Chmielewski had just returned from one of his trips assisting the vice president’s office when the two agents confronted him in the EPA parking lot. When Chmielewski returned to the office the following Monday, February 12th, 2018, his key no longer worked and his nameplate was gone. Charles Munoz, the official White House liaison at the EPA, called Chmielewski into his office and handed him a resignation letter to sign. When he refused, he was escorted out of the building.
He found himself in a legal limbo. He hadn’t been fired, yet hadn’t resigned, either. For weeks he continued to collect a paycheck even though he wasn’t working. Officials in the White House pleaded with him to just resign. “We’re in a pinch here,” he remembers being told. “Do us a favor and we’ll try to get you to another agency. You need to resign.” Again, he refused. He’d done nothing wrong, he argued. He also thought about his young kids. “Right is right and wrong is wrong,” he says. “Especially at that time, being a new father and realizing 20 years down the road, when my kids asked me about it, I wanted to be on the right side of this.”
He refused to resign and accepted an invitation to appear in private before the House oversight committee. The committee’s Democratic staff members couldn’t have been more polite, he says, even putting him in touch with lawyers who could represent him as a whistleblower if he needed legal help. The tenor on the Republican side was different. “The entire conversation was, ‘You sure you want to do this?’ ” Chmielewski recalls. “Not ‘Hey, what happened?’ but ‘Why don’t you just leave this alone?’ ”
Once the media caught wind of his whistleblowing and testimony, Chmielewski was flooded with interview requests. He agreed to a few of them, with TV producers he knew and trusted from the campaign trail, then laid low at home, essentially unemployed and uncertain of his employment status at the EPA, until the furor subsided. The Government Accountability Project, a nonpartisan legal-defense group, agreed to represent him, and his lawyer there, Samantha Feinstein, peppered the EPA with inquiries about Chmielewski’s employment status. According to one of Chmielewski’s whistleblower complaints, his lawyers eventually obtained resignation documents in which Munoz had signed “Charles Munoz for Kevin Chmielewski” in the place where Chmielewski’s signature should have been. Munoz would later admit to the EPA’s inspector general that Chmielewski had never resigned.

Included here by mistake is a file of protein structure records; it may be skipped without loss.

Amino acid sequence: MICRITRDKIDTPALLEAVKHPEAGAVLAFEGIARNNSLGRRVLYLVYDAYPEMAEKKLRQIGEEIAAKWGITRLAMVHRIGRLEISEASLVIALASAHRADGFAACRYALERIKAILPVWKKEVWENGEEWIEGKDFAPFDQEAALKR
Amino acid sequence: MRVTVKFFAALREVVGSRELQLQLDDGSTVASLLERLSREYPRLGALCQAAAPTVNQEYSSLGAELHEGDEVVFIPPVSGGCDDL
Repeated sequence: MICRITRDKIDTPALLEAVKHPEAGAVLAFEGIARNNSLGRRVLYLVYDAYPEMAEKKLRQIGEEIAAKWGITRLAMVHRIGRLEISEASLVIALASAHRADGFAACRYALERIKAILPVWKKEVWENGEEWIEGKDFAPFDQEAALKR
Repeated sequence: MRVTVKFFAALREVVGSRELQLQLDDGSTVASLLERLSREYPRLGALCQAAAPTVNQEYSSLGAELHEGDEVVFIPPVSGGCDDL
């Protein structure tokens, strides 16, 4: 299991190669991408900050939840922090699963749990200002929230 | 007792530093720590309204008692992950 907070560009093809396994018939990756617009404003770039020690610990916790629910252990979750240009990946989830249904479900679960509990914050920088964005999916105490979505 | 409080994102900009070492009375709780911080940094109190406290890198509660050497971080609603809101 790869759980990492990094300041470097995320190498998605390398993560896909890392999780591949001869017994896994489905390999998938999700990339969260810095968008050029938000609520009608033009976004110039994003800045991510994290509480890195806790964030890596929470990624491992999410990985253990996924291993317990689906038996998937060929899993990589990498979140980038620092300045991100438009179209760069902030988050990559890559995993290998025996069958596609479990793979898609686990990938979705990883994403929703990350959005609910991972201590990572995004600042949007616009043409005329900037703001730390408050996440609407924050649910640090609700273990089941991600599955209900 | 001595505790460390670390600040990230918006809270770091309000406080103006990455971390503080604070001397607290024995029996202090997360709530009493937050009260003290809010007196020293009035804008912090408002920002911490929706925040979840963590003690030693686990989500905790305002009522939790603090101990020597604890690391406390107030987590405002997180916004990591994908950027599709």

Chmielewski and his daughter had gone to see the movie Incredibles 2 when Pruitt’s resignation was announced. With Pruitt out of the picture, he hoped he might find a way into the administration again. In early 2020, according to one of Chmielewski’s whistleblower complaints, Johnny McEntee, an old friend from the campaign who had taken charge of the White House’s personnel office, vowed to help him. McEntee found a position for him at the Department of Energy, which said it planned to hire him. But when McEntee tried to finalize Chmielewski’s paperwork, someone blocked it. Chmielewski suspects advisers close to Trump had blacklisted him. “There’s nothing I can do,” Chmielewski says McEntee told him. “My hands are tied because the job has been rescinded.”